Sometimes you called to leave a message when you knew I wouldn’t be able to answer, so  you could discharge your responsibility without investing your time in the real conversation. Sometimes I deliberately didn’t pick up when I figured it was you; I just wasn’t in the mood to talk. Eventually, though, we would have whatever conversation we needed to have, resolve whatever needed resolution, and cross something off our lists.

When email first became popular, we thought our communication would be so much more efficient. We would lay out our questions and arguments in clear prose and, pronto, receive a response. We could send messages in the middle of the night and, magically, the answers would be in the “inbox” when we awoke. It would solve all our problems.

Those were the days before the 100-message-a-day inbox. The correspondence has become so voluminous that email programs now keep track of “threads” and gmail offers to help you prioritize incoming email. I’m not even counting spam here, which is already filtered and filed away in the “junk” box, when I tell you that all my inboxes combined hold more than 12,000 email messages. I’m not one of those people who saves everything forever, either. I love deleting messages I no longer need. The problem is this: I have multiple “conversations” going on at any one time that all require 8-10 messages to complete to the point of deletion or filing in more permanent storage.

“Phone tag” has now been replaced by “email tag” or “facebook tag,” except for the missing voice conversation in which the loose ends get tied up. I send a message to you saying, “Want to have lunch next week?” on Thursday morning. By Friday I probably have your response, which is something like, “Sure, what day?” I respond with, “How’s Wednesday?” and then leave your message in my inbox to help me remember in case you don’t reply promptly. It will likely take 6-7 messages back and forth to set our lunch date. More complicated interactions are more protracted; days can elapse between messages.

Sometimes I get frustrated by the whole thing and pick up the phone to cut through the fog. But wait, I no longer have your phone number. The phone book is useless because your number is unlisted and I don’t have your cell number. I’m going to have to email you or message you on facebook to get it.

I have two teenagers. They informed me a while ago that it’s now considered rude to phone somebody without first contacting them on facebook to make sure it’s ok, unless it’s a very close friend. In that case, you should probably text instead. We now have more ways to contact each other and more barriers to using them.

I started writing this post two weeks ago and just got around to finishing it. In the meantime, the Wall Street Journal has caught up with my thoughts.

I have a radical proposal. If you need to communicate with me, how about giving me a call…on my landline.

Metaphors and Distractions

A blackberry vine is growing up between the floorboards in the middle of the screened-in porch. It has traveled under the latticework, under the ground, from the main stalk twenty feet away, which climbs up the side of the house. It must be a metaphor for something—things popping up in unexpected places, pioneers venturing into the unknown, iconoclasts refusing to stay where they belong.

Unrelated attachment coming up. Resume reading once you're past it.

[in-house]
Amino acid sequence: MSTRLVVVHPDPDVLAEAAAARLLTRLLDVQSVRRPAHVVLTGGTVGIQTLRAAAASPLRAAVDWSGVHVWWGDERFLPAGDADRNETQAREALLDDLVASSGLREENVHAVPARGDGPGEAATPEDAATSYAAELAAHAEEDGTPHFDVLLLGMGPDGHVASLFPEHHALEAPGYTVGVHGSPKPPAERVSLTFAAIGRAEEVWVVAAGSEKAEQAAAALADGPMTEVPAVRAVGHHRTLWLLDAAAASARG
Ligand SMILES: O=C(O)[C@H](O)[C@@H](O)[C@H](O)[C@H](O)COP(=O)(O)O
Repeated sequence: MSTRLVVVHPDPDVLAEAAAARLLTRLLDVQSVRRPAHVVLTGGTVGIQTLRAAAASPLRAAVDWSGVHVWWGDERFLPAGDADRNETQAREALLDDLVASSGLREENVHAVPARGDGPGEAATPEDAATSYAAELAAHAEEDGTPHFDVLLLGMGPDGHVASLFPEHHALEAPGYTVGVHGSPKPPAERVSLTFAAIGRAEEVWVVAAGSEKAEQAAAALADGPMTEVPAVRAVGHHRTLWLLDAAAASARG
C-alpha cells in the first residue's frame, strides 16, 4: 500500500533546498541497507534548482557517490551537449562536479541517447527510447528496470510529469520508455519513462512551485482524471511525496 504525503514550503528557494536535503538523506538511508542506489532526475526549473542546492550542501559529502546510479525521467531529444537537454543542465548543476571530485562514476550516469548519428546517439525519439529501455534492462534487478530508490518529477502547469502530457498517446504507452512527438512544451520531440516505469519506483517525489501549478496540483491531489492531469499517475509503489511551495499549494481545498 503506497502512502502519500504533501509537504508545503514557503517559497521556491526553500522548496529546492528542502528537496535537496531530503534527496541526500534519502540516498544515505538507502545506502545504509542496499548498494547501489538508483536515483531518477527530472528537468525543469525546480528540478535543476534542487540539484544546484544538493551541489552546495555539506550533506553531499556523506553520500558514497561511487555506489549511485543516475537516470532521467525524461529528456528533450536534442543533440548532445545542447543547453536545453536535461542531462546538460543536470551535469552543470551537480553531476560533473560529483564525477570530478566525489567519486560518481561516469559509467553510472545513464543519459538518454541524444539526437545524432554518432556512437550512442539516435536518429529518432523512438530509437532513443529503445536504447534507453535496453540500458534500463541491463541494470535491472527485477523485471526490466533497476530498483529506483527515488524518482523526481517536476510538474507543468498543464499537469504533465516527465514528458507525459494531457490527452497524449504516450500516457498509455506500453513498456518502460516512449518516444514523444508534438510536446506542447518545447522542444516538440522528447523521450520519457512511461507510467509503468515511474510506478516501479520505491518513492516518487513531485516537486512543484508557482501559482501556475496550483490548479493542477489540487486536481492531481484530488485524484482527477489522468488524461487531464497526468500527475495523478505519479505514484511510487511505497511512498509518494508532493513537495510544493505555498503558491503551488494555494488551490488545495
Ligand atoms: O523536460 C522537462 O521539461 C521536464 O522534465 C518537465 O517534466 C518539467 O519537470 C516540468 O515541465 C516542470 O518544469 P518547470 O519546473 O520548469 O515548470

I asked my son to crawl under the porch and see if he can reroute it somewhere back outside, but he’s been too busy. It’s next year’s vine; at the end of each season the vines that have already produced berries are pruned so that all the plant’s resources will go into the new growth, which will produce next year’s berries. I thought we could establish a new colony on the other side of the porch.

It’s a domesticated version of the blackberry, with no thorns, and it produces a prodigious amount of fruit. On a summer’s day when I’m sitting on the porch listening to the pond and trying to write, I glance to the side and a dark berry will catch my eye. Immediately captivated, I can’t be bothered to go into the house to retrieve a bowl or a colander for berry picking. Instead I make a cradle of the bottom of my t-shirt, like a woman in some past era might have done with her apron, and gather the berries into the white cotton. The grocery store or the CSA co-op we belong to charges $4.99 for a half shirtfull, and I’ll gather at least that much every other day for weeks. I can’t contain my excitement over all that free food, every summer, right next to my screened porch.

After I take the berries into the kitchen and rinse them in a colander, sampling a few and yelling to whomever else might be at home that there are fresh berries, I go back to my seat on the porch. Where was I? Oh, yes. The stray blackberry vine. A metaphor.

I am now older than my main character

When I first started writing my novel, I made my main character several years older than I was. There were several reasons:

  1. People I know might be less likely to confuse my main character with me, the real person
  2. The main character would have grown up with a different set of ideas about how women should live their lives, which was useful in giving her the husband I gave her